Thursday, June 16, 2011

Challenges of the Century from NASA

Earlier this week we talked about the Ansari X Prize Foundation and the success they've had driving innovation with incentive competitions.  Prizes challenged Lindbergh to cross the Atlantic, inspired SpaceShip One to send the first humans into space on a privately-funded vehicle, and continues to inspire innovative moon landers and oil cleanups.  The U.S. government and NASA have also seen these successes and are hoping to use similar incentives for additional aerospace advances.  So today let's look at NASA's Centennial Challenges program.

NASA has been running their flagship Challenge program since 2005.  Previous contests developed new spacesuit glove designs and extracted oxygen from artificial moon rocks.  Since those successes the program has expanded to new frontiers, often upping the ante by increasing the difficulty (and prize money) after each year's competition.  So the winning design for one year must be constantly improved to stay competitive and keep moving the technology forward.

Below are some of the current and future competitions NASA is holding for their Centennial Challenge program.  There are actually many other (smaller) competitions NASA runs that are also open to the public and accessible to citizen scientists, but I wanted to start with the big boys first.  The rest we'll cover in a future post about, the US government's central web site for competitions from many different agencies.  So let's get down to it!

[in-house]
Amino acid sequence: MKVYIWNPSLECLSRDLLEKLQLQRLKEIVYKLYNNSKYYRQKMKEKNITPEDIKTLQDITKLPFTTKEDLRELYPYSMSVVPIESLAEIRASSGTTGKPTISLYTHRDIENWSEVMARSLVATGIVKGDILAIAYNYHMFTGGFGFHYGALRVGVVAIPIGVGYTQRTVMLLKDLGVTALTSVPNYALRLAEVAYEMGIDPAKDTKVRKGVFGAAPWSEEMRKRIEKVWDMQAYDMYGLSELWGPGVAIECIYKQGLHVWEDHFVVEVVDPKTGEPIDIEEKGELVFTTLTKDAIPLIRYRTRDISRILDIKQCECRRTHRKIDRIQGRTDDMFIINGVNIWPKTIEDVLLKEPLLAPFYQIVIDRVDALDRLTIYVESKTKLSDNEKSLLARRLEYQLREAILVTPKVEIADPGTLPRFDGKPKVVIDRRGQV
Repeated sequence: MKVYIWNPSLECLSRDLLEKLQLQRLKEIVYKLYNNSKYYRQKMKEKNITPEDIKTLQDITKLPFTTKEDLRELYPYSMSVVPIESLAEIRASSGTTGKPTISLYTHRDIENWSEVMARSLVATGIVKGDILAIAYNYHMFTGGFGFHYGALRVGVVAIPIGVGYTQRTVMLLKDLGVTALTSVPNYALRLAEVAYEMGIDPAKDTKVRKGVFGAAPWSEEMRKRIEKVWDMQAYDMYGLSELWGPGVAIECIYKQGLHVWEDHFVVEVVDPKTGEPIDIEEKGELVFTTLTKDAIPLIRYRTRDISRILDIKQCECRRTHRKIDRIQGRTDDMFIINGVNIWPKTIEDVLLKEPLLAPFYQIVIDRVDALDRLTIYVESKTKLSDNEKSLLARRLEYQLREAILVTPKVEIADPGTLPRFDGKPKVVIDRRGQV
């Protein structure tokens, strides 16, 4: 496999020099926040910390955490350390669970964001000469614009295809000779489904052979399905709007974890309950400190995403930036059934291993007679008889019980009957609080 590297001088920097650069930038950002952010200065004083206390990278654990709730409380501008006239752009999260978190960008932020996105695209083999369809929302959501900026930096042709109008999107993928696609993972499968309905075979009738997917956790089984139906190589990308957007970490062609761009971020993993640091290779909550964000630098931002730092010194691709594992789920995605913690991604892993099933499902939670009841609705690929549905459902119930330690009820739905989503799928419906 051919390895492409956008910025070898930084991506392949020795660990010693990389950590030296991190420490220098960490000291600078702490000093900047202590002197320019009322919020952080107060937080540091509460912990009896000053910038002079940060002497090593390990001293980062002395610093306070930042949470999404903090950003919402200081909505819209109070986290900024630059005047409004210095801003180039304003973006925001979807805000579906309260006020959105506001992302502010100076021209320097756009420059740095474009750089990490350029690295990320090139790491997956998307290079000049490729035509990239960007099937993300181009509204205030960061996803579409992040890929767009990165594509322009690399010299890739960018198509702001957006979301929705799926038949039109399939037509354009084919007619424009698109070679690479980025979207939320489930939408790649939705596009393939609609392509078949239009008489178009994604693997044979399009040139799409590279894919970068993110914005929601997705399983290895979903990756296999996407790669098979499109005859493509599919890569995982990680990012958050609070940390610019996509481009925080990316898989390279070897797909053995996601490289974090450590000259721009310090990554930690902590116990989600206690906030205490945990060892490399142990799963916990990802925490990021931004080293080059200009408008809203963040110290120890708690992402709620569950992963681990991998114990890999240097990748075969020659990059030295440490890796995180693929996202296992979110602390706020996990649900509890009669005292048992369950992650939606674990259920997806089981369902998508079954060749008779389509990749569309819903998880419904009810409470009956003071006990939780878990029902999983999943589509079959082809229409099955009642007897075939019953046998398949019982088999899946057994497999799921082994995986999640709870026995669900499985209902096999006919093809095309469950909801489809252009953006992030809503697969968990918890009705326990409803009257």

• Green Flight: Next month (July 10-17, 2011), nine teams will compete for a $1.65 million prize purse for the most fuel efficient plane that can fly over 200 miles in less than two hours while using less than one gallon of gas per occupant.  Watch here for updates on how they do and who wins the big prize.
  • Stronger Tether: This ongoing challenge has watched teams compete four times since 2007 with none claiming the prize for the strongest woven carbon nano-tube tether.  But hope springs eternal and competition is set yet again for the Space Elevator Games on August 13, 2011.
  • Power Beaming: This challenge has been successfully completed when last year a team won $900,000 for designing a machine to climb one kilometer up a tether powered only by beamed laser light.  But this success just raised the bar for the next ambitious step, a "power beaming to lunar rover" competition being designed for next year.
  • Sample Return Robot: A $1.5 million competition is being designed for building a robotic retriever that can find pre-hidden "rocks" in a simulated moon landscape and successfully return them to a central point.  Final rules have not yet been published and a competition date has not been set, but stay tuned as this project should be finalized soon.
  • Nano-Satellite Launch: A $2 million competition for a privately-funded team to launch a 1 kilogram mass (measuring 10cm x 10cm x 11cm) into orbit and have it circle the Earth at least once.  Planning is still in the early stages for this project but keep watching this space as the rules become clearer.
  • Night Rover:   A $1.5 million competition for building a robotic rover that can collect energy during from the sun during the day, store the energy, and compete for longest night-time driving with that stored energy.  Planning is also in the early stages for this competition but more details are expected in the near future.
All these programs are not just opportunities for citizen scientists to strut their stuff, but also for NASA to learn from the public and better engage the community.  So let's support these important efforts and give them the best our ingenuity has to offer.